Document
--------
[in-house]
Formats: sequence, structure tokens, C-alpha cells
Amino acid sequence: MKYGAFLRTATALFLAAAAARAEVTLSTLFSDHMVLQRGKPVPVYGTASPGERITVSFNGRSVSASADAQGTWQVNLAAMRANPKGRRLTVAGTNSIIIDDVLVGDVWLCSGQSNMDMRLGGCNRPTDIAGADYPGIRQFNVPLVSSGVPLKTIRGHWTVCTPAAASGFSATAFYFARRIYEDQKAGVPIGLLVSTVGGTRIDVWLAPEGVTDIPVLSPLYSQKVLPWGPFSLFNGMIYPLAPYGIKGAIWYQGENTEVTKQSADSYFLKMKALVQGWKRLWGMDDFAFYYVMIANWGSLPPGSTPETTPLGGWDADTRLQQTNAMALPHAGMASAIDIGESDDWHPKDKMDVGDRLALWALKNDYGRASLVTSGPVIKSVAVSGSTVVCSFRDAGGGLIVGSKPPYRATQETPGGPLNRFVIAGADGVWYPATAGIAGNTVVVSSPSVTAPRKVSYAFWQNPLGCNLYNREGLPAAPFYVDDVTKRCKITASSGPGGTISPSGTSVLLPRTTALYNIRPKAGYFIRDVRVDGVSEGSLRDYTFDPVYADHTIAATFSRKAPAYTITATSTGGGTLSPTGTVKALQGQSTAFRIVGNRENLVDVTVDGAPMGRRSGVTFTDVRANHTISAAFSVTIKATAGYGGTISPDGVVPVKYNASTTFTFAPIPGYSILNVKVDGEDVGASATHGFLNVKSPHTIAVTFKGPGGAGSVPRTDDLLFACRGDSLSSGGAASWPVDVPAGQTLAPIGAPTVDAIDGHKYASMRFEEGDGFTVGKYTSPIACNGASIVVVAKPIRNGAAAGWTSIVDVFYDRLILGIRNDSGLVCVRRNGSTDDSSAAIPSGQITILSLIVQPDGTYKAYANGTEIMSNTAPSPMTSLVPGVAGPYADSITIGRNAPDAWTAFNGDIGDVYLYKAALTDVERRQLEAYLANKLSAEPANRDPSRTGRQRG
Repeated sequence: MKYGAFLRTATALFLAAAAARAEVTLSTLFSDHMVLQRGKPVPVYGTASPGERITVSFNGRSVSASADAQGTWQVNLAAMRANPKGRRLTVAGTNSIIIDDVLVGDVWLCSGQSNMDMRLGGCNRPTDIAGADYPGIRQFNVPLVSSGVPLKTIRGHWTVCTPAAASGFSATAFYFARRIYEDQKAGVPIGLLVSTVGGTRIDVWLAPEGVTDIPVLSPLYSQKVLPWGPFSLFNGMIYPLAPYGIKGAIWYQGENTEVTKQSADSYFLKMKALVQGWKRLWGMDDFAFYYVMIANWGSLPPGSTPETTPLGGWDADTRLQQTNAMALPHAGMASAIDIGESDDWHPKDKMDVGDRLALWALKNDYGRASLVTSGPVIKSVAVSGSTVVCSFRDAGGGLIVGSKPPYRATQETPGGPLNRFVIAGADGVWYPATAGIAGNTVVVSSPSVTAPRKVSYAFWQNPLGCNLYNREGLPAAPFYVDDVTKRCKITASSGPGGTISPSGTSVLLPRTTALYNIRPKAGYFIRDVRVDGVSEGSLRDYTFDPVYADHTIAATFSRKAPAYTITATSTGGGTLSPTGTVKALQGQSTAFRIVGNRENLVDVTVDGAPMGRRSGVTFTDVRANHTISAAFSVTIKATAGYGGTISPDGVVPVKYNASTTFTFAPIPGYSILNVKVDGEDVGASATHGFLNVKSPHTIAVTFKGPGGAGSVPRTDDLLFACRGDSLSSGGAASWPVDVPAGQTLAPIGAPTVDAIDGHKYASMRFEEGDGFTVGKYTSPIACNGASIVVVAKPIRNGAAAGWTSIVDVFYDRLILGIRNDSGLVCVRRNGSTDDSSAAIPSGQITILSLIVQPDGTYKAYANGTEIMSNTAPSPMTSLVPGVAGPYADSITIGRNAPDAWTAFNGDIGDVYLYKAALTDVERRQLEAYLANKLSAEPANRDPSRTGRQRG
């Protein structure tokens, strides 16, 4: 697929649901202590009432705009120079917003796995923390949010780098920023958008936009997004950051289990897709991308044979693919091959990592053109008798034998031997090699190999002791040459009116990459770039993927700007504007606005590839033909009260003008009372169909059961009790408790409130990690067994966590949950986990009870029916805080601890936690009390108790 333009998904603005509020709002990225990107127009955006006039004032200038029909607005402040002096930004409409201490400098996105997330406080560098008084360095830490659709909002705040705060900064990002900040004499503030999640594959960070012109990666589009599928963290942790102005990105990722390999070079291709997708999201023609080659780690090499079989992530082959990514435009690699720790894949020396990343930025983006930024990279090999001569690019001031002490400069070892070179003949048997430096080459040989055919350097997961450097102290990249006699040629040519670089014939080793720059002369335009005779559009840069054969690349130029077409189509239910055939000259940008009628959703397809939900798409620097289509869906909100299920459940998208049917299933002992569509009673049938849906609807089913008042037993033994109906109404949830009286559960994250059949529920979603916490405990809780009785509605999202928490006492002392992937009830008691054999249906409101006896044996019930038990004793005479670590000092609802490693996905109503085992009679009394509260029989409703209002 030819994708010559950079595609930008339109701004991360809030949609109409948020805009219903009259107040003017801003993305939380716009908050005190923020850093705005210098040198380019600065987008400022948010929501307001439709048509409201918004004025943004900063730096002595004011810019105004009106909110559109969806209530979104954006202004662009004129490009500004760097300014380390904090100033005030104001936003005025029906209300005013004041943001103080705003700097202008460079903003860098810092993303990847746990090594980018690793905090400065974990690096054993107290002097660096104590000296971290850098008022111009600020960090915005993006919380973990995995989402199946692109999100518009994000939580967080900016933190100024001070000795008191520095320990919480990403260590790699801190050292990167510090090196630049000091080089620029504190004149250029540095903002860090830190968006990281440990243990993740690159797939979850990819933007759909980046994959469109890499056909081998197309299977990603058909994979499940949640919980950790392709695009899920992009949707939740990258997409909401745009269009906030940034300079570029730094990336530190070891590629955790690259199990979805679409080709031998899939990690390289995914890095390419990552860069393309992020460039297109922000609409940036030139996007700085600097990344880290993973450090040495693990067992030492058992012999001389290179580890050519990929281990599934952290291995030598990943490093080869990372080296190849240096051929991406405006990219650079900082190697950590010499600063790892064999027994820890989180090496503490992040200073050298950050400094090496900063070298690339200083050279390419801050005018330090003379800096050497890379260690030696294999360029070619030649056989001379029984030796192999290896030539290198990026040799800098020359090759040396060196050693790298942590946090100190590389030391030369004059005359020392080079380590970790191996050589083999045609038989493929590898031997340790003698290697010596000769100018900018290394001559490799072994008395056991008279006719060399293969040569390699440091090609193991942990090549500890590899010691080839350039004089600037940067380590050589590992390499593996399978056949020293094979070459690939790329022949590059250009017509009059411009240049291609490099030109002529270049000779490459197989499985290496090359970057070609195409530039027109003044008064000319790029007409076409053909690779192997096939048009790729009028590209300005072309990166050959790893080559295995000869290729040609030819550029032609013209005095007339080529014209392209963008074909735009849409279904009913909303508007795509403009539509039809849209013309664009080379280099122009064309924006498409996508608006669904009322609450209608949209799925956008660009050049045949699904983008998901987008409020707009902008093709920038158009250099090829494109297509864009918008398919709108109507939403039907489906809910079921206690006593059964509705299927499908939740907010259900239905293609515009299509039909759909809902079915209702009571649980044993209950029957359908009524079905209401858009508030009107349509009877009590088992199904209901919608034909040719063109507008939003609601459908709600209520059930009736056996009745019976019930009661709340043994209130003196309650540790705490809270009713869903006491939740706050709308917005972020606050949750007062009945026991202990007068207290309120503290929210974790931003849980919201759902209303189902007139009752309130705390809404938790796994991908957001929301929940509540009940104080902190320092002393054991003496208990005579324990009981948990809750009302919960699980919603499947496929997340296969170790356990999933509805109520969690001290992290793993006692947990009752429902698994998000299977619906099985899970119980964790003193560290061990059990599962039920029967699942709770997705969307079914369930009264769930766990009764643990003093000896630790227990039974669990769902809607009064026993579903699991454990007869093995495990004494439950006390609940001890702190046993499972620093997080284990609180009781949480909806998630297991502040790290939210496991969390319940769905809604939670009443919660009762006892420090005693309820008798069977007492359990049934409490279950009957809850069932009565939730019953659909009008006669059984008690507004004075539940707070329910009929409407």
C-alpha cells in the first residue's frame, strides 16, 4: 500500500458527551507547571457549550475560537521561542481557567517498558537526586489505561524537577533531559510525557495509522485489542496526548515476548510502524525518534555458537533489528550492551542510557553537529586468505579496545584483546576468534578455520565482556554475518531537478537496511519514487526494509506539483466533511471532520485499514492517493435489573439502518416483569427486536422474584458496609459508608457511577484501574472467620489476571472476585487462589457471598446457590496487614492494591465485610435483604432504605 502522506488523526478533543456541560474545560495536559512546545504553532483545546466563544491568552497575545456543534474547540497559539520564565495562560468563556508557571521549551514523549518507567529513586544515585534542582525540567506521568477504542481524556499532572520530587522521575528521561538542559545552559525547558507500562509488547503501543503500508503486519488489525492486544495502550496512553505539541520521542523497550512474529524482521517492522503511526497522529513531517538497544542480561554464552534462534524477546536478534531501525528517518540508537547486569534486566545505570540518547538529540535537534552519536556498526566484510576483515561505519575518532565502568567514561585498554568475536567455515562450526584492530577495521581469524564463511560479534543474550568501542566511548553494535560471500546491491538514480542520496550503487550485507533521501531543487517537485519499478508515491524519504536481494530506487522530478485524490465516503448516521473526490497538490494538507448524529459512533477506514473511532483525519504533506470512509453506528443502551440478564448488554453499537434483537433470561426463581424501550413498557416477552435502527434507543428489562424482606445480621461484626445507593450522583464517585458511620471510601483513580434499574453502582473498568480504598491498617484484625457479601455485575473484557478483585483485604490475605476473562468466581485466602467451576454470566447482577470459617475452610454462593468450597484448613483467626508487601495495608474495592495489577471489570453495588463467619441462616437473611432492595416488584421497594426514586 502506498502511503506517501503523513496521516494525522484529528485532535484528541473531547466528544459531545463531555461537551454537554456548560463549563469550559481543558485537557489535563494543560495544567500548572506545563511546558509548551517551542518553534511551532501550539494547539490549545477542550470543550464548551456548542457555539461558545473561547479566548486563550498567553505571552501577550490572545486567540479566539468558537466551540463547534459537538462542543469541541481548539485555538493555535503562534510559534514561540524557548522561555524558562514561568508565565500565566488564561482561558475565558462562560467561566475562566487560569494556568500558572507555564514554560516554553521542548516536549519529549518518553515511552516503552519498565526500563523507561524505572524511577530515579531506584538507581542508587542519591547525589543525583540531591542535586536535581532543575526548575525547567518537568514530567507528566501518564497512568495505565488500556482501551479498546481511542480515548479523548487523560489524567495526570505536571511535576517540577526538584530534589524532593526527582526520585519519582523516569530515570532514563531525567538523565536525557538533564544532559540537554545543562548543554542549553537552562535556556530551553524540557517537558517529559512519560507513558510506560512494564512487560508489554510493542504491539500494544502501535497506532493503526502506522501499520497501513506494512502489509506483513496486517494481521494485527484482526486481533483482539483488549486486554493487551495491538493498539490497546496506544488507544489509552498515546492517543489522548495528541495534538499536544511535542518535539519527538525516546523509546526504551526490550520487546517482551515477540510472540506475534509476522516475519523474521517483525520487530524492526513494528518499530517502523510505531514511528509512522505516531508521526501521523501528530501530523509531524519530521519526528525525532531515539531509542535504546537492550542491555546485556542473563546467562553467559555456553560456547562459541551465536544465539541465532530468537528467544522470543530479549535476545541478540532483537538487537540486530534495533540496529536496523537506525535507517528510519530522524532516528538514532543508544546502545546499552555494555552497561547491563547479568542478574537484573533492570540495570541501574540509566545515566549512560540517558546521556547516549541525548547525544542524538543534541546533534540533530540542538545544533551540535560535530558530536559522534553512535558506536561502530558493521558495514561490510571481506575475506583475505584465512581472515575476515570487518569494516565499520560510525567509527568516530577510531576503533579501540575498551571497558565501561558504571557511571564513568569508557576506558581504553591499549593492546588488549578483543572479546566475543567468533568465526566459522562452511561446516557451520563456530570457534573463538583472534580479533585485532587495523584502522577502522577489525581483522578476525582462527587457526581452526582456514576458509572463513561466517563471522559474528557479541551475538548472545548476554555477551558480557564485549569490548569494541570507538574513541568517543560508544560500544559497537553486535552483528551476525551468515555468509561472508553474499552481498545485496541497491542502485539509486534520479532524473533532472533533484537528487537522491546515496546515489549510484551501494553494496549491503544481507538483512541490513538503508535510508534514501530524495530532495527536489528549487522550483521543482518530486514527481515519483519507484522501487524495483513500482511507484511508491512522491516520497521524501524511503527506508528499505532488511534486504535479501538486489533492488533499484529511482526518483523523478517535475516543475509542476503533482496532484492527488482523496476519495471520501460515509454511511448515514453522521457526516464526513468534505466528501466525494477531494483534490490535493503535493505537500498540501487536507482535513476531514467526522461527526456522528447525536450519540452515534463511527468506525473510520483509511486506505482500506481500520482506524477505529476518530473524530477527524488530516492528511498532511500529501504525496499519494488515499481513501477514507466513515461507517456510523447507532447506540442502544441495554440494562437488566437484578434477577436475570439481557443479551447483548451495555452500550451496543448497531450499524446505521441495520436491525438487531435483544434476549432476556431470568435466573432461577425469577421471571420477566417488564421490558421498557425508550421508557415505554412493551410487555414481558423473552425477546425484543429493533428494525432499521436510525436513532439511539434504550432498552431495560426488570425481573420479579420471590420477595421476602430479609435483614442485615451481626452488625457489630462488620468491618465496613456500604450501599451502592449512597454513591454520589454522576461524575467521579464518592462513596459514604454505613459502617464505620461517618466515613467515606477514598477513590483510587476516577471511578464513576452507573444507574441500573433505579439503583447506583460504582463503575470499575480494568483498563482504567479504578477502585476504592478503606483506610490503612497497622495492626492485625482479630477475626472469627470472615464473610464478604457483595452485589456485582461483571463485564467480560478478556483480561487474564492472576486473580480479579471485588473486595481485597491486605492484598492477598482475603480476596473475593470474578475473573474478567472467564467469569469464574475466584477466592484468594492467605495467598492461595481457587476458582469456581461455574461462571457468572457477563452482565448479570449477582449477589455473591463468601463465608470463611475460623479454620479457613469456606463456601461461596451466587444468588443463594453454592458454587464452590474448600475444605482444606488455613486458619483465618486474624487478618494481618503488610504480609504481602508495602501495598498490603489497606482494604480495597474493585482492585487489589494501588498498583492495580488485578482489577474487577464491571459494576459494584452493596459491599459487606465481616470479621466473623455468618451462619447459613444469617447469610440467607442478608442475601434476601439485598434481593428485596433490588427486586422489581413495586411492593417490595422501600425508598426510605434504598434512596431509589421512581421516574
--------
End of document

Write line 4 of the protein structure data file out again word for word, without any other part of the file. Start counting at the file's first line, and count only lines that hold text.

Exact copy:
Repeated sequence: MKYGAFLRTATALFLAAAAARAEVTLSTLFSDHMVLQRGKPVPVYGTASPGERITVSFNGRSVSASADAQGTWQVNLAAMRANPKGRRLTVAGTNSIIIDDVLVGDVWLCSGQSNMDMRLGGCNRPTDIAGADYPGIRQFNVPLVSSGVPLKTIRGHWTVCTPAAASGFSATAFYFARRIYEDQKAGVPIGLLVSTVGGTRIDVWLAPEGVTDIPVLSPLYSQKVLPWGPFSLFNGMIYPLAPYGIKGAIWYQGENTEVTKQSADSYFLKMKALVQGWKRLWGMDDFAFYYVMIANWGSLPPGSTPETTPLGGWDADTRLQQTNAMALPHAGMASAIDIGESDDWHPKDKMDVGDRLALWALKNDYGRASLVTSGPVIKSVAVSGSTVVCSFRDAGGGLIVGSKPPYRATQETPGGPLNRFVIAGADGVWYPATAGIAGNTVVVSSPSVTAPRKVSYAFWQNPLGCNLYNREGLPAAPFYVDDVTKRCKITASSGPGGTISPSGTSVLLPRTTALYNIRPKAGYFIRDVRVDGVSEGSLRDYTFDPVYADHTIAATFSRKAPAYTITATSTGGGTLSPTGTVKALQGQSTAFRIVGNRENLVDVTVDGAPMGRRSGVTFTDVRANHTISAAFSVTIKATAGYGGTISPDGVVPVKYNASTTFTFAPIPGYSILNVKVDGEDVGASATHGFLNVKSPHTIAVTFKGPGGAGSVPRTDDLLFACRGDSLSSGGAASWPVDVPAGQTLAPIGAPTVDAIDGHKYASMRFEEGDGFTVGKYTSPIACNGASIVVVAKPIRNGAAAGWTSIVDVFYDRLILGIRNDSGLVCVRRNGSTDDSSAAIPSGQITILSLIVQPDGTYKAYANGTEIMSNTAPSPMTSLVPGVAGPYADSITIGRNAPDAWTAFNGDIGDVYLYKAALTDVERRQLEAYLANKLSAEPANRDPSRTGRQRG